WATCH: Gavin Williamson's cringe-worthy interview ‘terminated’ for failure to answer question
Gavin Williamson's interview was "terminated" mid-sentence in an awkward live encounter today after he failed to give a straight answer to a question.
The Defence Secretary was cut off by Good Morning Britain host Richard Madeley after repeatedly failing to answer for his comments in the wake of the Salisbury poisoning when he told Russia to “shut up and go away”.
Mr Williamson had been on the programme to discuss the deployment of British troops to Malawi to train local soldiers in anti-poaching techniques when the conversation turned to Russia.
Mr Madeley, who had stepped in to help host the show, asked: “You told Russia to shut up and go away. Do you regret that? Do you think that was a bit too informal?”
The Cabinet minister begins to reply: “What I’d like to pay tribute to initially is the health service personnel…”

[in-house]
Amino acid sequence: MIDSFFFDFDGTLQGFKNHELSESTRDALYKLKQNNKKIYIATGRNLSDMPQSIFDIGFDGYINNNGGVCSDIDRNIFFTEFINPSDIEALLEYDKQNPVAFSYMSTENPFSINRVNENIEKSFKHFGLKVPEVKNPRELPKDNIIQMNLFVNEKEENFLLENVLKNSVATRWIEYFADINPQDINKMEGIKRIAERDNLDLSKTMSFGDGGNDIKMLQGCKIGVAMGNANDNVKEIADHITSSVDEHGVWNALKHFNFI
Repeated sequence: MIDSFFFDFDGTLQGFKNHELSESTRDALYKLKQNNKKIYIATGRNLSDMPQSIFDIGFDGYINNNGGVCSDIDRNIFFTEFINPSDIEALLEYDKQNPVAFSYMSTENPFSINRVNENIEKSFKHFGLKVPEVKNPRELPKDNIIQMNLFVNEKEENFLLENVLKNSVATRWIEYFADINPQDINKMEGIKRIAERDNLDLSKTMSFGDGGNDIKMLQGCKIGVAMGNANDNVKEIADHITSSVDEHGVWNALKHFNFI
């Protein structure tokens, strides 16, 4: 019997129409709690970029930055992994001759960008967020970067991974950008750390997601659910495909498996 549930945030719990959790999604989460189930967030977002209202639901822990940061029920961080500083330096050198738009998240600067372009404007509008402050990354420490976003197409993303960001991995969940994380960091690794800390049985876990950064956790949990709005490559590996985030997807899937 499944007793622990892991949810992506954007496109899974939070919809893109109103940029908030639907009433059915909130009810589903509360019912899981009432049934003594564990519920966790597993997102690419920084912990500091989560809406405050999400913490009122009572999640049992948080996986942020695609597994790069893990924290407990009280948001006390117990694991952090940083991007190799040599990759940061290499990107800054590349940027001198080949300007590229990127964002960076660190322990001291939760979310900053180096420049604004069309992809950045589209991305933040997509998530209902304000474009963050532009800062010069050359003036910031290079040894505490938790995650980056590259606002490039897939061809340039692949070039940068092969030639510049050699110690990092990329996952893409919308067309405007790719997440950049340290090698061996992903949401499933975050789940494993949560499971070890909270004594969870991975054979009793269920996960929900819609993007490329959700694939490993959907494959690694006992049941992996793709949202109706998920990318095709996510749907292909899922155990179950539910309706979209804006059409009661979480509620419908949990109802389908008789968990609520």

But he is cut off by the veteran broadcaster: “Sorry can you answer the question? No, no no, Mr Williamson. I asked you a straight question.
Mr Madeley repeated the question, prompting the Defence Secretary to launch into another evasive answer.
But before he could finish, the GMB host cut in again, saying: “Do you regret telling Russia to shut up and go away? Mr Williamson, please answer the question.”
The Richard and Judy favourite added: “Mr Williamson, you are just not answering the question. Mr Williamson, I am not asking the question on my behalf, but on the behalf of our viewers. So on behalf of our viewers, would you please answer the question?
“Do you now regret telling a nation state to shut up and go away? Do you think that was too casual an expression? Can you please answer that question?”
In a cringe-inducing conclusion, the bemused Defence Secretary was eventually told the interview was being “terminated” for his failure to answer for his “Trump-esque language” as a pair of African elephants wandered behind him.
After the feed was cut, an incredulous Mr Madeley said: “What are they like? What are these politicians like? You give them a straight question. It would have been so easy to say ‘No I don’t, I think it was an appropriate expression’, or ‘Yes, perhaps on reflection I should have been a little more formal.’”